In the face of an increasingly complex global pandemic and constantly evolving healthcare cost structures, one thing has become abundantly clear for orthopedic surgeons in the United States: total joint replacement procedures can be performed effectively in the Ambulatory Surgery Center (ASC), and in some cases, it may even be a better setting for them.
While the transition to ASCs was already underway prior to 2020, the stresses COVID 19 inflicted on the healthcare system virtually eliminated many hospitals’ capacity for these elective procedures. This forced many orthopedic surgeons to adapt quickly and turn to these outpatient settings. As they gained more comfort and confidence performing total joint arthroplasty (TJAs) in this space, the trend continued to accelerate and was compounded by changing reimbursement structures. From the elimination of procedural codes off the CMS in-patient only list, to bundled payments and patient preference (due to lower risk of infection and outcomes that are equitable to when those procedures are done in a hospital), more driving forces point to TJA finding a permanent home in the ASC than ever before. Estimates suggest that by 2028, 53% of all total joint arthroplasty procedures in the U.S. will be performed in outpatient settings. This is a projected growth of 712% - 1105%.1 Such a significant shift demonstrates widespread acceptance—but it does not come without some risk factors. At the end of the day, healthcare providers are still responsible for finding ways to protect patients and get them back to their daily routine quickly.
How 3M™ Prevena™ Therapy Can Help Support the ASC
In general, total hip arthroplasty (THA) and total knee arthroplasty (TKA) are very successful operations.2 Unfortunately, complications (e.g., surgical site infections [SSI], seromas and dehiscence) can and do occur. These complications have been extensively studied and many risk factors have been identified including obesity, smoking and diabetes.3 For orthopedic surgeons looking for solutions to help reduce the risk of these challenges within the context of an ASC surgical environment, one such tool should be considered: 3M™ Prevena™ Therapy. Prevena Therapy can help decrease the risk of postoperative complications—both for these specific patient populations as well as more general ones too. Published clinical studies support the use of Prevena Therapy after TJA surgery to reduce postoperative complications.4-6
The benefits of introducing Prevena Therapy into TJA surgery practices go beyond just incision management. It can help providers deliver optimal surgical care—even in situations in which optimizing the patient before surgery simply isn’t feasible. Many orthopedic surgeons are now using Prevena Therapy in their primary hip and knee replacement patients in selective, higher risk clinical situations and have observed clinical improvements as a result.7
Three key reasons they turn to Prevena Therapy include that it helps:
- Protect the outcomes of incisions outside of the OR. It can help to hold incision edges together, remove fluids and infectious materials, reduce edema and mechanically support incisions for seven days.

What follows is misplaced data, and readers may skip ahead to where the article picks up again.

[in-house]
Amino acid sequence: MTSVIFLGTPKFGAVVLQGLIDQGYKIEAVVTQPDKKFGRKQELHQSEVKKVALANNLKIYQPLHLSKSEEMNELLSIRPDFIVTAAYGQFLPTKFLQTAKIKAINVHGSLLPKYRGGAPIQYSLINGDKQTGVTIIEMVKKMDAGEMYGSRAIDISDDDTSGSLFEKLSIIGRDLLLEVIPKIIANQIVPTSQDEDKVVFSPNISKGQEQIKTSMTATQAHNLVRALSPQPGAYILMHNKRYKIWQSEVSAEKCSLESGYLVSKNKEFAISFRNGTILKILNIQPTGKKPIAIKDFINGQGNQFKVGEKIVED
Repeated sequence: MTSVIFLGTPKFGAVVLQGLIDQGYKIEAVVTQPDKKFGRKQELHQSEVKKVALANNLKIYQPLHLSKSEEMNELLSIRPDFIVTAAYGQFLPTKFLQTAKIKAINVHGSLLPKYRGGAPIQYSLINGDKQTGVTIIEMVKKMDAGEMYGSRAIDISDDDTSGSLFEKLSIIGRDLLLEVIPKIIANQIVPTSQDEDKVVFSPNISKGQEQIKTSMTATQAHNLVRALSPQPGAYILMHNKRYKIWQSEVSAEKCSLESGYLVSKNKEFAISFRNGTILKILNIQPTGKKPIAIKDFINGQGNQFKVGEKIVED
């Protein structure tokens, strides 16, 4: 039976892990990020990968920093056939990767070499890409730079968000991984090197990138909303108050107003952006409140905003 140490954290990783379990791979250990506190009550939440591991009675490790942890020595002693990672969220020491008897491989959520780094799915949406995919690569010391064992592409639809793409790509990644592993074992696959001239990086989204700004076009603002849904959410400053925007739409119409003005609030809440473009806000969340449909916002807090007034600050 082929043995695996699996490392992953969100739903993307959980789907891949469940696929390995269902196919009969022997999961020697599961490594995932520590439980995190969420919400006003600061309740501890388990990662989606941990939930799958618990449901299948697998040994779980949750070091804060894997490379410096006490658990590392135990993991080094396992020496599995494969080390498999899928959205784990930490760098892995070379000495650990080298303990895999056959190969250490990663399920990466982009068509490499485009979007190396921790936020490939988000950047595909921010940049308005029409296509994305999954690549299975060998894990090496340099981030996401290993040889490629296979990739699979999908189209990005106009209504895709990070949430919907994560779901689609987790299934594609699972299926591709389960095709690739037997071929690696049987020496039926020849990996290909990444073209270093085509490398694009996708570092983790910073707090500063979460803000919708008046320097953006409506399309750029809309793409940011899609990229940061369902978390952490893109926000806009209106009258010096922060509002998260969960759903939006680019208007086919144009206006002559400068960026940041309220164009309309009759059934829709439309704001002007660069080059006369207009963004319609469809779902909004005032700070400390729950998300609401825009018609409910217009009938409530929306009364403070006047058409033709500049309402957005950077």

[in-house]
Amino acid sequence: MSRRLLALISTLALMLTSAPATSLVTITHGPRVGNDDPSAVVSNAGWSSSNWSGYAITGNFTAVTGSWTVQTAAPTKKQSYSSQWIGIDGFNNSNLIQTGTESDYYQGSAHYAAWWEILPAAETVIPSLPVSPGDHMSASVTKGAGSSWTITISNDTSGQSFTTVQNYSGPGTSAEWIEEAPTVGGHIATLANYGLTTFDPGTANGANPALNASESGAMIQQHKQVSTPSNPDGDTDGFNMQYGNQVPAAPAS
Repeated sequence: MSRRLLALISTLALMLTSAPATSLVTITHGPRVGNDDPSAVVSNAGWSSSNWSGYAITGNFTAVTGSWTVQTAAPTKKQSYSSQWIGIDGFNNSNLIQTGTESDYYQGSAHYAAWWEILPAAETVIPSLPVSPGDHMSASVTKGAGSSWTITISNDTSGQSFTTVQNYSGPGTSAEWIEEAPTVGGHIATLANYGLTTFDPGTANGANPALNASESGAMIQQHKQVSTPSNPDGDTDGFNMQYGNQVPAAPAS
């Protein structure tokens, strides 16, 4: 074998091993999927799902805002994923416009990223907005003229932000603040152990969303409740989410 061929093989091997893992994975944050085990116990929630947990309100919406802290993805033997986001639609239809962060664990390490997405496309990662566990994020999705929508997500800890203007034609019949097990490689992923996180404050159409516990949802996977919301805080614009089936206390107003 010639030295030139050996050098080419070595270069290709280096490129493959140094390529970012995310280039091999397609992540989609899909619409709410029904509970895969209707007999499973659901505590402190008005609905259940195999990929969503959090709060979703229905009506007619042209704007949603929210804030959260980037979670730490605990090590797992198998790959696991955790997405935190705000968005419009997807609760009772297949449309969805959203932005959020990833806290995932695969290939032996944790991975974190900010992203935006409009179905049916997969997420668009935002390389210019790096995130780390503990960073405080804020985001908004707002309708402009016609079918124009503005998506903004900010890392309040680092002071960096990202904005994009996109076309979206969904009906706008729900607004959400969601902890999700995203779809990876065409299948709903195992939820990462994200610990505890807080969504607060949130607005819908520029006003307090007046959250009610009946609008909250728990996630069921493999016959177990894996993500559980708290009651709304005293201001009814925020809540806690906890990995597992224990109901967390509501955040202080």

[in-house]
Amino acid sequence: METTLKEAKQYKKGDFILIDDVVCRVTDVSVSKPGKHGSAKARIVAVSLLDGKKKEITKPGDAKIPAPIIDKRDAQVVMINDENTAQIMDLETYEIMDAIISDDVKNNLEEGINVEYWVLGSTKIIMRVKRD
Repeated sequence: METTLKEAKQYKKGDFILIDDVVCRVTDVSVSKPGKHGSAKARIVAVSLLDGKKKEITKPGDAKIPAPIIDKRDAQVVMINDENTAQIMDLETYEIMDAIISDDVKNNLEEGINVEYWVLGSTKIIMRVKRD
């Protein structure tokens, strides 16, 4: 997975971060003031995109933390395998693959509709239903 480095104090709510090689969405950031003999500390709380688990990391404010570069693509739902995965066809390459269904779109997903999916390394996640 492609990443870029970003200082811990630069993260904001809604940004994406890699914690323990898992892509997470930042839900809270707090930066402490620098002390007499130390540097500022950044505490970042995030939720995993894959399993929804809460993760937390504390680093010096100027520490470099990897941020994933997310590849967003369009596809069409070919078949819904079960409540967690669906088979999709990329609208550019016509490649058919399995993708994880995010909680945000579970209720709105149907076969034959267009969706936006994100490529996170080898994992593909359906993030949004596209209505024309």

- Reduce the risk of infection as the only negative pressure wound therapy device indicated by the FDA to help reduce superficial surgical site infections, in high-risk patients and seroma.*
*The effectiveness of Prevena Therapy in reducing the incidence of SSIs and seroma in all surgical procedures and populations has not been demonstrated. See full indications for use and limitations at myKCI.com.
- Enable at-home healing and low touch care, enhancing the postoperative rehabilitation process with a portable design, minimal dressing changes and flexibility for therapy discontinuation at home.
With a solution that can do all of this, orthopedic surgeons have a helpful tool for taking on these more complex procedures—and potentially taking on more of them as their confidence in performing them in the ASC care setting continues to grow. A higher volume of patients being efficiently and effectively treated with optimal surgical care in the ASC could mean realizing compounded cost reductions for TJA surgery—and that’s great news for everyone.
If you’re interested in learning more about the use of 3M™ Prevena™ Therapy in the ASC—including an insightful analysis from an orthopedic surgeon, documentation of the benefits and clinical evidence, a representative case and more—please download our new whitepaper: Use of 3M™ Prevena™ Therapy for Total Joint Arthroplasty Incisions in the Ambulatory Surgical Center.
1. Procedure Sites of the Future: Transitions and Growth Across HOPDs, ASCs. Skokie, IL 2019
2. Rutherford RW, Jennings JM, Dennis DA. Enhancing Recovery After Total Knee Arthroplasty. Orthop Clin North
3. Alamanda VK, Springer BD. The prevention of infection: 12 modifiable risk factors. Bone Joint J. 2019;101 B(1_Supple_A):3-9. Am. 2017;48(4):391-400.
4. Cooper HJ, Bas MA. Closed-Incision Negative-Pressure Therapy Versus Antimicrobial Dressings After Revision Hip and Knee Surgery: A Comparative Study. J Arthro. 2016;31(5):1047-1052.
5. Pachowsky M, Gusinde J, Klein A, et al. Negative pressure wound therapy to prevent seromas and treat surgical incisions after total hip arthroplasty. Inter Ortho. 2012;36(4):719-722.
6. Higuera-Rueda C, Emara AK, Nieves-Malloure Y, et al. The Effectiveness of Closed Incision Negative Pressure Therapy versus Silver-Impregnated Dressings in Mitigating Surgical Site Complications in High-Risk Patients after Revision Knee Arthroplasty: The PROMISES Randomized Controlled Trial. J Arthro. 2021;36(7S):S295-S302.
7. Anatone AJ, Shah RP, Jennings EL, Geller JA, Cooper HJ. A risk-stratification algorithm to reduce superficial surgical site complications in primary hip and knee arthroplasty. Arthro Today. 2018;4(4):493-498.